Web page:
Brass was once a ubiquitous metal that supplied tools, decorations, and cookware for homes around the world. After the beginning of the twentieth century, however, brass fell into disuse and easier to manufacture items took its place. Brass is a mixture of copper and zinc that forms an alloy harder than copper and more durable than zinc. Brass items were formed through casting in which the metal was heated to melting and poured into a mold. When the metal cooled, it could be polished and shaped. Round pieces like a mortar were cast in two sections, then joined together and the seams ground away. Valuable brass antiques are those that were cast prior to 1850.
Examine the color. Antique brass is a golden-yellow color versus a more reddish hue found in faux antiques merely made to look old. You may need to polish (or ask the owner to polish) a section of the mortar and pestle to see the color underneath.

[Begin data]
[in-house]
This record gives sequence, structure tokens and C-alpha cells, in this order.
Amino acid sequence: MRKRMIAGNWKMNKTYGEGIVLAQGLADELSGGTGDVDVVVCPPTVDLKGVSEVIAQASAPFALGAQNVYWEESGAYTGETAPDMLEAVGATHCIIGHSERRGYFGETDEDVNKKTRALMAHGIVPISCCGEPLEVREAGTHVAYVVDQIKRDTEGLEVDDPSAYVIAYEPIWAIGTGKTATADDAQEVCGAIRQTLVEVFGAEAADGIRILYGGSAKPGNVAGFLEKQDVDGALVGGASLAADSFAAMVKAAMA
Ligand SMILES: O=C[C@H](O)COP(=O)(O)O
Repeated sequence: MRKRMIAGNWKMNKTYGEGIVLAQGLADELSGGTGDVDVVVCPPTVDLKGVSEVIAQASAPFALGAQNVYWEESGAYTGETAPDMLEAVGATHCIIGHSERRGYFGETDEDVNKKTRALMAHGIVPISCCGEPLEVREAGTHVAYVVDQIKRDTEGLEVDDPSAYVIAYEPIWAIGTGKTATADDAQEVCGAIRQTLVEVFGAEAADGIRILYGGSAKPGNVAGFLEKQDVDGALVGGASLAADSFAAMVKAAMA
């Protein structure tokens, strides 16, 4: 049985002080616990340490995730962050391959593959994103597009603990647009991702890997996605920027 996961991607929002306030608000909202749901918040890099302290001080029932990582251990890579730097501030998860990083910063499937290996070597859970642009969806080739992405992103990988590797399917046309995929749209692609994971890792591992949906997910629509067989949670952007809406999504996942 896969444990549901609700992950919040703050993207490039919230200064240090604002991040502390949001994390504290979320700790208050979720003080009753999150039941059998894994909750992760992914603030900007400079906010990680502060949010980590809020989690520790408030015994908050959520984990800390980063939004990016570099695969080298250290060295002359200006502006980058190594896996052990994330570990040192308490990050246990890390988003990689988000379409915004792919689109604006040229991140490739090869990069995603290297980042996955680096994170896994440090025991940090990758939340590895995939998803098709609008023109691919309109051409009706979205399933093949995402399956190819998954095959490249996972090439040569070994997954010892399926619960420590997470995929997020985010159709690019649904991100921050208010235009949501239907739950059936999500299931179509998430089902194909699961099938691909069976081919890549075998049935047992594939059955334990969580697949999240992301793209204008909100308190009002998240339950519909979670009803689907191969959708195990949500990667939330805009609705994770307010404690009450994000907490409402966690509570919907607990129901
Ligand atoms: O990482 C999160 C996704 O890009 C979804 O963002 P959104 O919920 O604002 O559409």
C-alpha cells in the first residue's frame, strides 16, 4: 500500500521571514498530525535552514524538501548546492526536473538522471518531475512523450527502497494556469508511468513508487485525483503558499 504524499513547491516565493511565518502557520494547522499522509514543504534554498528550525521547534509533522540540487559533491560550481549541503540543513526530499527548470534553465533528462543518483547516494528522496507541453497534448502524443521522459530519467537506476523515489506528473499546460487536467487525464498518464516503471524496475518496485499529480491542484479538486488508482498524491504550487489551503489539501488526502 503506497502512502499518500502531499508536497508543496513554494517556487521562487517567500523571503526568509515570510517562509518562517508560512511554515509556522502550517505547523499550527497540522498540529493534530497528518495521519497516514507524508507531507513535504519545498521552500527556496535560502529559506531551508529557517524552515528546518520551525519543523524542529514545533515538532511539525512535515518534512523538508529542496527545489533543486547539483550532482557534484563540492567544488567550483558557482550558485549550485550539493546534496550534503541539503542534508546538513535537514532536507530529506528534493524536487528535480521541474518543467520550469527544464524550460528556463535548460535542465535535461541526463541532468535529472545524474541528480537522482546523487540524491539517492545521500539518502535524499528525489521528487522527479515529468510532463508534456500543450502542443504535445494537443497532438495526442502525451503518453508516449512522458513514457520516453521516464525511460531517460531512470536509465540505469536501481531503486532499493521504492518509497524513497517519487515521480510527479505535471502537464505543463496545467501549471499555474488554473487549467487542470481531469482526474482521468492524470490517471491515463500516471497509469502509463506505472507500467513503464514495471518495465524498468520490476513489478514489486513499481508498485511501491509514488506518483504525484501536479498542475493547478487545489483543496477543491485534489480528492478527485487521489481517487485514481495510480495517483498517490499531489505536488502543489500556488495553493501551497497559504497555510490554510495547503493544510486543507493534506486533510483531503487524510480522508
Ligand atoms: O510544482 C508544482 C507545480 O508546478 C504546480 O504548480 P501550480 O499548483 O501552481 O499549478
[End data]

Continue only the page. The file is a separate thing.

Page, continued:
Study the patina. Antique brass will develop a soft texture and a yellow-brown color. Artificial patina has a rougher texture and a reddish-brown color.
Search for seams. Mass-produced brass is cast in one piece, but the old, hand-crafted antique brass mortar will have a seam, though it will be only faintly discernible since the craftsman will have ground and polished it away. Look for a thin line indicating the seam of the two pieces joined together.
Check for the stamp of a brazier (a brass maker), though these are rare, even in antique brass. They can provide some valuable clues to the age and origin of a piece. If you find a mark, you may want to show it to a knowledgeable antique dealer for further information. If, however, the mark indicates something like "Made in China," it is definitely not an antique.